Help NBA get the Barn Question back in the Ag Census!

Posted on Sep 10, 2014

Dear Barn Preservationist:

The National Agricultural Statistics Service (NASS) is soliciting suggestions for changes to the Census of Agriculture. All submissions are time sensitive and must be received no later than September 30, 2014.  Please help the NBA by lobbying the USDA using the following link to their public comment form!  Each Comment Form asks for a name, address, email address and your affiliation.  Please feel free to note an affiliation with the National Barn Alliance to show your support for historic barns!

http://www.agcensus.usda.gov/Contact_Us/Census_Program_Input_Form/

 

If you aren’t sure what to say, please feel free to cut and paste the text we have supplied below:

What new or additional information is needed?

For the first time in the history of the Census, the 2007 Census of Agriculture counted farms that had a barn 50 years or older. Unfortunately the 2012 Census of Agriculture did not have the barn question in it. We are advocating for the re-introduction of the question in the 2017 Census so that we can continue to monitor the numbers of farms that have an old barn on them and compare the new data to the 2007 Census. Please put the “Barn Question” back into the 2017 Census of Agriculture.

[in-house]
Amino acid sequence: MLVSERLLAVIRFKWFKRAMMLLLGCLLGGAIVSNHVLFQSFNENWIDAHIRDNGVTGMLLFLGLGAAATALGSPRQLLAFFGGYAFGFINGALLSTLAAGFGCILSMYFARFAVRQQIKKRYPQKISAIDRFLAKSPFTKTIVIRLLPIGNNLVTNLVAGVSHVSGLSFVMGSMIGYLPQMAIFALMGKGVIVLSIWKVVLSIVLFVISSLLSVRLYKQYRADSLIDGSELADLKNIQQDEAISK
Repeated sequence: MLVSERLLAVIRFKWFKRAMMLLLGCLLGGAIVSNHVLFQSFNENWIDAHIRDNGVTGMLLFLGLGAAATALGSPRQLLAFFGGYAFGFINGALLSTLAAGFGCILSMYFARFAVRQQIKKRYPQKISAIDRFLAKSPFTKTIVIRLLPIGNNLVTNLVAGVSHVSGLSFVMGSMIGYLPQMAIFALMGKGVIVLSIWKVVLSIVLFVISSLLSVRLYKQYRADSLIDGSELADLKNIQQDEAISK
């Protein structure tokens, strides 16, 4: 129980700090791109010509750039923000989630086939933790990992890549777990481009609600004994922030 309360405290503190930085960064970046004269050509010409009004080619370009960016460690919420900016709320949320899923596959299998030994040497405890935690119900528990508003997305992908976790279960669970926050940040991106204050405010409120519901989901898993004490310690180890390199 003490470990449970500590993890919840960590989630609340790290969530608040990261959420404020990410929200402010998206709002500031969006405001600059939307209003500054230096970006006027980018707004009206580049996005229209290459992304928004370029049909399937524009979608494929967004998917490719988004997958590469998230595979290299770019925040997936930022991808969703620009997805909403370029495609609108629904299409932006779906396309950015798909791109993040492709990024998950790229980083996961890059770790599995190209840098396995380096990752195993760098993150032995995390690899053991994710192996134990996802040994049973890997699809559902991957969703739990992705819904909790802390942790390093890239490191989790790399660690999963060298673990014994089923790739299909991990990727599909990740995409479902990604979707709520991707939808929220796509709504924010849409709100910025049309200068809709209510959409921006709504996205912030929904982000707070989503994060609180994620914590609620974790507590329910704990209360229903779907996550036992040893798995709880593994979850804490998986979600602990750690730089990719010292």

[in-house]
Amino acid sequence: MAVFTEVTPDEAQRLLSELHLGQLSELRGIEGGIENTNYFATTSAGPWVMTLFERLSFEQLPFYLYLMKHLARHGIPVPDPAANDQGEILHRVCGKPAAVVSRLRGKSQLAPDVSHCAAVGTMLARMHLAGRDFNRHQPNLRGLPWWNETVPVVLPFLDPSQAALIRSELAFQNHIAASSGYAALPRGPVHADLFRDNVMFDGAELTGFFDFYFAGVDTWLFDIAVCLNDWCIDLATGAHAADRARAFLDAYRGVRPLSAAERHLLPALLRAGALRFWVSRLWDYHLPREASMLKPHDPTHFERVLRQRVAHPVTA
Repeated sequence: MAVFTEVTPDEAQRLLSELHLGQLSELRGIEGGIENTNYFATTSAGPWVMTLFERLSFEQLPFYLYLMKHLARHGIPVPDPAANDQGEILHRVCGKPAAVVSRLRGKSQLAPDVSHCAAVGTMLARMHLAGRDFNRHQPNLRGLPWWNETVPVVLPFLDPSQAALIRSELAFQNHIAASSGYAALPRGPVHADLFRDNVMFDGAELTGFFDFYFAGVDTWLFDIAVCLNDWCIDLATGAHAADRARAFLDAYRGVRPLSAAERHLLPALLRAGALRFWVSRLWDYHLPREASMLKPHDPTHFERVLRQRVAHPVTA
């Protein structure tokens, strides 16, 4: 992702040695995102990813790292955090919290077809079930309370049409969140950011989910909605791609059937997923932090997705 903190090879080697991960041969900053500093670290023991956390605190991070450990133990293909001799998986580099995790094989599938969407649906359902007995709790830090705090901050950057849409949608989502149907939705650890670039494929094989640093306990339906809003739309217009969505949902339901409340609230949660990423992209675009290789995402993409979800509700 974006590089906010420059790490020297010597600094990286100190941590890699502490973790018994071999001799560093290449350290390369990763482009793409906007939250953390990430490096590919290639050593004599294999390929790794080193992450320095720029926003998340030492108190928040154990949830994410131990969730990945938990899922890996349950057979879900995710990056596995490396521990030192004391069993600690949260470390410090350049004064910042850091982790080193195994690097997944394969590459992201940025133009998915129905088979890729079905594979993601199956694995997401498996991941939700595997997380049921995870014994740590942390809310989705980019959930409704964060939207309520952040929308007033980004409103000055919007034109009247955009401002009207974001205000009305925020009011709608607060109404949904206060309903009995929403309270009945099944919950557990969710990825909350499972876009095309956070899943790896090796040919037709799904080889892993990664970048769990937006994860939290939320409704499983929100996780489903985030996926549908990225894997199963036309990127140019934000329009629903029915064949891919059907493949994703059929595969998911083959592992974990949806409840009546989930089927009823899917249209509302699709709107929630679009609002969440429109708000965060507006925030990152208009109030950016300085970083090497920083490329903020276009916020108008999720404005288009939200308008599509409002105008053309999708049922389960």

Why is the information needed?

Our nation’s old historic barns are an important and irreplaceable historic resources on our landscape. We need to know how many there are and then determine their condition in order to develop programs to support their rehabilitation and re-use. In order to know how many there are, we need to count them. The USDA can and should be a part of this process of documenting the old barns on farms.

We believe that it is important to bring back the same question found on the 2007 Census of Agriculture and count the number of farms that have a barn 50 years or older across the USA.  Fifty years is the threshold of age for beginning to consider a building’s historical contributions to the past according to federal standards established by the National Historic Preservation Act of 1966, as amended.  Consider that at the height of family farms in America, over 26 million farms dotted the American landscape.  Most had at least one historic barn.  By the 2007 Census of Agriculture we had around 2 million farms and many did not have an old barn on them.  The 2007 Census of Agriculture counted just over 650,000 farms with at least one older barn on it. The data was invaluable!

 

At what level is the information needed? (U.S., state, county)

At the national and state levels and on all questionnaires the USDA disseminates.

 

Who will use the information?

The American public, the National Barn Alliance, the 50 State Historic Preservation Offices, countless non-profit preservation organizations (statewide, regional, county, and local preservation advocacy organizations as well as barn preservation organizations, farmland, and rural conservation organizations across the country).  And don’t forget about future researchers interested in America’s agricultural past!

Share this: